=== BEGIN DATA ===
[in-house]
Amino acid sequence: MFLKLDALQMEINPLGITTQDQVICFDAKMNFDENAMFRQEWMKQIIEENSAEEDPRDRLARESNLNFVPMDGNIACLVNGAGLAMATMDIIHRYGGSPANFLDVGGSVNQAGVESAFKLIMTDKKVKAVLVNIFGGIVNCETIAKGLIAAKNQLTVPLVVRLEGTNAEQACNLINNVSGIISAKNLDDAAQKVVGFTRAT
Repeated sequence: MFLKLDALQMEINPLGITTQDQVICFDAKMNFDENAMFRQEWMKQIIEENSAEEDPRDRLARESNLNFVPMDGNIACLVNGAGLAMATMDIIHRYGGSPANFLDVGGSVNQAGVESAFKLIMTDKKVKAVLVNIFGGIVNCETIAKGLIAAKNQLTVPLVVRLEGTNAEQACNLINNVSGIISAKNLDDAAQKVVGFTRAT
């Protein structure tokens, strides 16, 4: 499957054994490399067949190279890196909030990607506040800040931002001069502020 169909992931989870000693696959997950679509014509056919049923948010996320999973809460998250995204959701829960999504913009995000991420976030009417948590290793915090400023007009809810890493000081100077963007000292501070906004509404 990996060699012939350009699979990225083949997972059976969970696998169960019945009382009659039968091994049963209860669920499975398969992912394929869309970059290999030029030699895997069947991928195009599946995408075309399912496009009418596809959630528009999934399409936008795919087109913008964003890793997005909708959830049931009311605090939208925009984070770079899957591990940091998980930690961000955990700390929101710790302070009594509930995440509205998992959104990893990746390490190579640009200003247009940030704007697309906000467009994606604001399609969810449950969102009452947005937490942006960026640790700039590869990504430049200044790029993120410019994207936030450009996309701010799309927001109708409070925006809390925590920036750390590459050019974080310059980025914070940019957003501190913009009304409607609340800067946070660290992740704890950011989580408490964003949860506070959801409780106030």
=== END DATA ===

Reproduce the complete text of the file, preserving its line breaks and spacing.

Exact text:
[in-house]
Amino acid sequence: MFLKLDALQMEINPLGITTQDQVICFDAKMNFDENAMFRQEWMKQIIEENSAEEDPRDRLARESNLNFVPMDGNIACLVNGAGLAMATMDIIHRYGGSPANFLDVGGSVNQAGVESAFKLIMTDKKVKAVLVNIFGGIVNCETIAKGLIAAKNQLTVPLVVRLEGTNAEQACNLINNVSGIISAKNLDDAAQKVVGFTRAT
Repeated sequence: MFLKLDALQMEINPLGITTQDQVICFDAKMNFDENAMFRQEWMKQIIEENSAEEDPRDRLARESNLNFVPMDGNIACLVNGAGLAMATMDIIHRYGGSPANFLDVGGSVNQAGVESAFKLIMTDKKVKAVLVNIFGGIVNCETIAKGLIAAKNQLTVPLVVRLEGTNAEQACNLINNVSGIISAKNLDDAAQKVVGFTRAT
């Protein structure tokens, strides 16, 4: 499957054994490399067949190279890196909030990607506040800040931002001069502020 169909992931989870000693696959997950679509014509056919049923948010996320999973809460998250995204959701829960999504913009995000991420976030009417948590290793915090400023007009809810890493000081100077963007000292501070906004509404 990996060699012939350009699979990225083949997972059976969970696998169960019945009382009659039968091994049963209860669920499975398969992912394929869309970059290999030029030699895997069947991928195009599946995408075309399912496009009418596809959630528009999934399409936008795919087109913008964003890793997005909708959830049931009311605090939208925009984070770079899957591990940091998980930690961000955990700390929101710790302070009594509930995440509205998992959104990893990746390490190579640009200003247009940030704007697309906000467009994606604001399609969810449950969102009452947005937490942006960026640790700039590869990504430049200044790029993120410019994207936030450009996309701010799309927001109708409070925006809390925590920036750390590459050019974080310059980025914070940019957003501190913009009304409607609340800067946070660290992740704890950011989580408490964003949860506070959801409780106030």